Being Known by a Birch Tree

Animist Refigurings of Western Epistemology

Authors

  • Priscilla Stuckey Prescott College

DOI:

https://doi.org/10.1558/jsrnc.v4i3.182

Keywords:

animism, epistemology, indigenous, situated knowing, relational ontology

Abstract

Animism, as derived from Ojibwa philosophy and articulated by anthropologists of religion, begins in a relational worldview and implies ways of knowing that challenge a Cartesian framework. Beginning with a story of my relationship with a weeping birch tree at my childhood home in northwest Ohio, I examine elements of an animist epistemology using Indigenous philosophers such as Carol Lee Sanchez, Vine Deloria, Donald Fixico, and Makere Stewart-Harawira. But to trouble the dichotomy between indigenous and Western ways of knowing, I draw also on Nonindigenous scholars such as Donna Haraway and ‘situated knowledges’; Karen Barad and ‘intra-acting,’ and Val Plumwood and ‘spirituality of place.’ My goal is to situate humans as but one extension of Earth’s ability to know and to explore how we might take our places in a community of knowers, only some of whom are human.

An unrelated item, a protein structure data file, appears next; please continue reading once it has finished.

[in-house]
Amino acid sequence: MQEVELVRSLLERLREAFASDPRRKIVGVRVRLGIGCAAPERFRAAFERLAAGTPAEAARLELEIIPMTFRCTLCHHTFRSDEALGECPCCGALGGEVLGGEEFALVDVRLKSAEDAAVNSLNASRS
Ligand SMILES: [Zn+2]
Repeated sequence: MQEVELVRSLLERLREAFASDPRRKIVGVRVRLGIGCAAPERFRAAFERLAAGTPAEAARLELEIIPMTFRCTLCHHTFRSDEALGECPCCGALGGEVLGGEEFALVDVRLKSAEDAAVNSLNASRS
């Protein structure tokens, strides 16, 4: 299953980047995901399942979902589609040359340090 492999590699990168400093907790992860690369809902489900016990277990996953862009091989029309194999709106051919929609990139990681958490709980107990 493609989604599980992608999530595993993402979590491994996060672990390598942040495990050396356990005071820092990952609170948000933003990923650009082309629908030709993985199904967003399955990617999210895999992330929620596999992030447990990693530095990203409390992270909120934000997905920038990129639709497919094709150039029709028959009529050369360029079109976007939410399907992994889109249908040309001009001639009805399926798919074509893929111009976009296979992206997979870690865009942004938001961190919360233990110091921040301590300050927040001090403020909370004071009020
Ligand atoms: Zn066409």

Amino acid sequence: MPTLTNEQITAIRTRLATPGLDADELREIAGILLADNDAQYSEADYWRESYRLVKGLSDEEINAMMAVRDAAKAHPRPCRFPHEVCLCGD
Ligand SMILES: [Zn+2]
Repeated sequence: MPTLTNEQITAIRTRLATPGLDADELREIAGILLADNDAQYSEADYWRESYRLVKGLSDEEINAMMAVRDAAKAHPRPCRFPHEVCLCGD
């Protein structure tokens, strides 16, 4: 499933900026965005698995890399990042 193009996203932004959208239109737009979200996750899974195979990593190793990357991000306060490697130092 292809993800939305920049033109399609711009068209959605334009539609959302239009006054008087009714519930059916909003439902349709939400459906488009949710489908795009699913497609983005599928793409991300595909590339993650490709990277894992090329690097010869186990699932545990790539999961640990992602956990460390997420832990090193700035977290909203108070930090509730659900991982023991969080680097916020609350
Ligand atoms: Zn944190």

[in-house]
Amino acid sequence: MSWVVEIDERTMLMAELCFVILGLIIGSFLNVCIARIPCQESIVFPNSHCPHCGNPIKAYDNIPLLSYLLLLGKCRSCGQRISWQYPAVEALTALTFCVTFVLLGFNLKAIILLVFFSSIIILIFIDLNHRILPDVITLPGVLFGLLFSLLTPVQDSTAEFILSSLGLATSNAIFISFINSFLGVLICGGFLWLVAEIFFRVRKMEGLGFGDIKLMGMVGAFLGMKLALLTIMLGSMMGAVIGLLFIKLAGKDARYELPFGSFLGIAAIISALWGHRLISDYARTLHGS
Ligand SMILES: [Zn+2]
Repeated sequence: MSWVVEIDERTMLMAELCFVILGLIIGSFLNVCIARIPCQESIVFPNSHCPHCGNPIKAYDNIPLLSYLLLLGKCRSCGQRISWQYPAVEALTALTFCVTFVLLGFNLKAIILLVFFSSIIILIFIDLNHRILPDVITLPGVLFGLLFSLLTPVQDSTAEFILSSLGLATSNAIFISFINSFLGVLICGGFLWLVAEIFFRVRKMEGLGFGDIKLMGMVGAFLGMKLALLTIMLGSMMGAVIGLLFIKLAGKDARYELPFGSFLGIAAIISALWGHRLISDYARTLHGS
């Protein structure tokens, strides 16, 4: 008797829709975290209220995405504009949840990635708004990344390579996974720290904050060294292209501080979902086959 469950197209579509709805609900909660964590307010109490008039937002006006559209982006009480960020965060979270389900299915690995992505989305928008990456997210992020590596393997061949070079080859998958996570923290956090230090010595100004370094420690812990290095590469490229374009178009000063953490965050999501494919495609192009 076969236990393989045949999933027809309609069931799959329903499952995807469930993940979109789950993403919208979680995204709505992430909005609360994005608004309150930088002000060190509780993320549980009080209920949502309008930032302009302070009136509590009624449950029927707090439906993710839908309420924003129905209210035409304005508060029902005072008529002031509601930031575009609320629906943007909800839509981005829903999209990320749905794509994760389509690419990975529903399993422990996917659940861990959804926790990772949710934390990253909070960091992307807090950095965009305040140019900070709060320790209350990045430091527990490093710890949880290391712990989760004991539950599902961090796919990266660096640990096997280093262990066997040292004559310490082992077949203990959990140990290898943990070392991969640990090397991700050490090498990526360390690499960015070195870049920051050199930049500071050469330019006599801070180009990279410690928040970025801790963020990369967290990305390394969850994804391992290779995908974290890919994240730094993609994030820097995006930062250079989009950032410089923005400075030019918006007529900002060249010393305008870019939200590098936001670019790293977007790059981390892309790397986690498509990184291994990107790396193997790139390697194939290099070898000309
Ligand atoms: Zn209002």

Author Biography

Priscilla Stuckey, Prescott College

Chair, Humanities Dept. Master of Arts Program Prescott College Prescott, AZ

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Published

2010-10-04

How to Cite

Stuckey, P. (2010). Being Known by a Birch Tree: Animist Refigurings of Western Epistemology. Journal for the Study of Religion, Nature and Culture, 4(3), 182–205. https://doi.org/10.1558/jsrnc.v4i3.182

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Articles